‘My parents flew out there and while they were supposed to be by my brother’s side, they were having to battle the insurance company because they were facing these medical bills and the company wouldn’t pay out.
‘My parents were told by the company that the tutor had called them and said that he had jumped – and they don’t pay out on self-inflicted injuries. They even sent my parents the report confirming this and a recording of the call.
‘How can someone who was not there say that he jumped? This was contradicted by the police report, which we had translated from Spanish a year after. It had eyewitnesses state that he fell and was clinging on to try and save himself.’
The Summers are yet to receive a copy of a report made by bosses at Ystrad Mynach College, and even the family’s insurance company have refused to help them out because one tutor told investigators Glyn had jumped – despite a police report saying no tutors were present at the time
Karen Phillips, principal of Coleg y Cymoedd said: ‘The death of Glyn Summers, during an overseas trip in 2011 organised by the former College Ystrad Mynach, was a tragic accident that was deeply distressing for family and friends as well as staff and fellow students who continue to feel his loss.
‘The safety and wellbeing of the students in our care is, and always will be, the over-riding priority for Coleg y Cymoedd. Our safeguarding policies, procedures and practices are constantly monitored to ensure the safety of all staff and students participating in College trips and other activities.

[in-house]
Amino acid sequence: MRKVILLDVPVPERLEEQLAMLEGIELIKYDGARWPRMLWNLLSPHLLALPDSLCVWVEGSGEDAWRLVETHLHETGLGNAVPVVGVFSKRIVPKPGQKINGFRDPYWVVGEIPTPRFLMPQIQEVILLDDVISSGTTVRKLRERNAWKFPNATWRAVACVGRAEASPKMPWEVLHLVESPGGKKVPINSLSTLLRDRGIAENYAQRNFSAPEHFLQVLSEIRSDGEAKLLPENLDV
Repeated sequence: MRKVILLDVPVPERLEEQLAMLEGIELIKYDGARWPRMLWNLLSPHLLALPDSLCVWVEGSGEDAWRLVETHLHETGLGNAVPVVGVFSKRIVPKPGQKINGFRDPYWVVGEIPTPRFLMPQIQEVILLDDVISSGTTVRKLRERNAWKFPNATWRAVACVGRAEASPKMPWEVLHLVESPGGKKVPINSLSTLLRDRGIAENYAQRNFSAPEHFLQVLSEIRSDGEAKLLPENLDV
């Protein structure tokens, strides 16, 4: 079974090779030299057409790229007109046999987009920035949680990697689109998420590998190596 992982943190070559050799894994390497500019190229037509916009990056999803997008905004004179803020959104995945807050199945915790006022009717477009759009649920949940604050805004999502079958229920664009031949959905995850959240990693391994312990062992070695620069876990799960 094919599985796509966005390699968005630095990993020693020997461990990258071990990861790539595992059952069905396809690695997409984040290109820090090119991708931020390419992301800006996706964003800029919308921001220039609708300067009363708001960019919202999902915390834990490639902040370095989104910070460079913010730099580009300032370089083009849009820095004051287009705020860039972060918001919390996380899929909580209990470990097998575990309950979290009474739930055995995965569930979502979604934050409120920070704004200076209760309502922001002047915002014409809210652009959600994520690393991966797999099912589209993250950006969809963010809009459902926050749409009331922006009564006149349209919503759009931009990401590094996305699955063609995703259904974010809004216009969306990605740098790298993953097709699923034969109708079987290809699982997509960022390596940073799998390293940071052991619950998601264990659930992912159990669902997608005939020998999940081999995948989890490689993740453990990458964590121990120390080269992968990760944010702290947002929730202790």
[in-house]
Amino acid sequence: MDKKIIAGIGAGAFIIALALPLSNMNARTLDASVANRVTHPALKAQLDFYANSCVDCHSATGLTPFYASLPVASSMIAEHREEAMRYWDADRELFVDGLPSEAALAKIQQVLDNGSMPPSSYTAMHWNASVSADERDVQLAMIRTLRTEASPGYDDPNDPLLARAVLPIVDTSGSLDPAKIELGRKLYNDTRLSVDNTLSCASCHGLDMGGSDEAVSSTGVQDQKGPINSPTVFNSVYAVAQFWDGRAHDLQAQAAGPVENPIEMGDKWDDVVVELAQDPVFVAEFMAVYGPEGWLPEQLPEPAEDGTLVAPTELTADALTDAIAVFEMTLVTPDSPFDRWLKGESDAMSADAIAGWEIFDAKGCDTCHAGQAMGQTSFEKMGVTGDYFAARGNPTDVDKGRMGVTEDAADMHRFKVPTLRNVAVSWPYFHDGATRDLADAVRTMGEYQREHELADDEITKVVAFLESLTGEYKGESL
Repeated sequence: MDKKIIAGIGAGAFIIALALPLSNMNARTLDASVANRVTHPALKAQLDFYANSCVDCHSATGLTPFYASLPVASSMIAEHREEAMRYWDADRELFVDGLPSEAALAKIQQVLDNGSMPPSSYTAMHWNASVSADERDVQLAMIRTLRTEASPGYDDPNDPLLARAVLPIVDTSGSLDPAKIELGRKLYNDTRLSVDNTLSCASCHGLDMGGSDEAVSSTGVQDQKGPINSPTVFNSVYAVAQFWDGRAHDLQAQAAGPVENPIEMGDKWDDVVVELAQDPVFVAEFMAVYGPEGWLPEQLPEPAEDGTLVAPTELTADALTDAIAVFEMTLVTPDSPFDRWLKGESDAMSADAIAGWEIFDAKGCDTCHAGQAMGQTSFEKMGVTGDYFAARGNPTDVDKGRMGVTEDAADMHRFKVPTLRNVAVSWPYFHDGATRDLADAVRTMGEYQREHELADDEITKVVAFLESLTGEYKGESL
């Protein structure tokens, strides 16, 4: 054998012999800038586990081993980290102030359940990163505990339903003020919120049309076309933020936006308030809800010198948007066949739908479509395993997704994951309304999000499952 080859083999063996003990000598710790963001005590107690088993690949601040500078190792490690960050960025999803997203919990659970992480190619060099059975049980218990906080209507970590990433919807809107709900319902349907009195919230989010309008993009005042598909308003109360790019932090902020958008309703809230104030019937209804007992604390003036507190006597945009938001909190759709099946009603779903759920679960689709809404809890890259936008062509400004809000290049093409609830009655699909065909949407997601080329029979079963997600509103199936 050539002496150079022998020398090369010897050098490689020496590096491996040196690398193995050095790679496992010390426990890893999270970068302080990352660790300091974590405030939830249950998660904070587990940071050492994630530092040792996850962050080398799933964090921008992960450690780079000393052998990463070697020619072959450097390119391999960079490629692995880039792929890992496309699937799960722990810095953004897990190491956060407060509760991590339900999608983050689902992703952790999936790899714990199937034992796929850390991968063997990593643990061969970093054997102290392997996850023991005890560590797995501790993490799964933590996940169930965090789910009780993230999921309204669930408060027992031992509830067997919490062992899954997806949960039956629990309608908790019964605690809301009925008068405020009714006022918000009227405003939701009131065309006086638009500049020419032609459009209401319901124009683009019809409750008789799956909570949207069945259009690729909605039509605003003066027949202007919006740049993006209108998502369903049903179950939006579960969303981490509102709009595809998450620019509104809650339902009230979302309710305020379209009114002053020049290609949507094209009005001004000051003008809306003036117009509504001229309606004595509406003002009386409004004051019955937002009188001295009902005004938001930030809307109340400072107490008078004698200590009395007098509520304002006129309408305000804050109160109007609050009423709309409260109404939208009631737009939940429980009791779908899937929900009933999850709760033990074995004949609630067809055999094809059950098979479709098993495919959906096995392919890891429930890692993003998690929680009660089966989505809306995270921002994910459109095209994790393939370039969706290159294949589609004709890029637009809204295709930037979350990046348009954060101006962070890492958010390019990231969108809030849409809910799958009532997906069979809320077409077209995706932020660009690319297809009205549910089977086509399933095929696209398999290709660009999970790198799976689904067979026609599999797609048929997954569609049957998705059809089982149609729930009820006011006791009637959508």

‘Since assuming responsibility for the former College Ystrad Mynach, we have sought to co-operate as fully as possible with Glyn’s parents, Welsh Government, and others during these difficult times.
‘As the successor college we have responsibility for keeping documents related to the former College Ystrad Mynach. While legal constraints prevent us offering unrestricted access to the documents in this case, we have endeavoured to do as much as we are permitted to give Glyn’s parents the information which they have requested. We have taken a similar approach in liaising with Welsh Government.
‘Our thoughts and sympathies continue to be with Glyn’s family and loved ones.’
Glyn’s family want the Welsh Government to hold an investigation into his death to see if future trips need regulating.
Sion said: ‘If my brother was with a school on the trip, the local authority would have stepped in sooner to do an investigation, but with further education colleges it doesn’t work that way.
‘We’re calling for the Welsh Government to launch an independent investigation into my brother’s death and to tighten the rules of what is allowed when college students are taken on trips.
‘I’m a teacher myself and I would never dream of giving permission for a student to drink alcohol, especially if underage.
‘Nothing can bring Glyn back but for me, I can’t rest knowing that this could happen to someone else and I want to stop that.’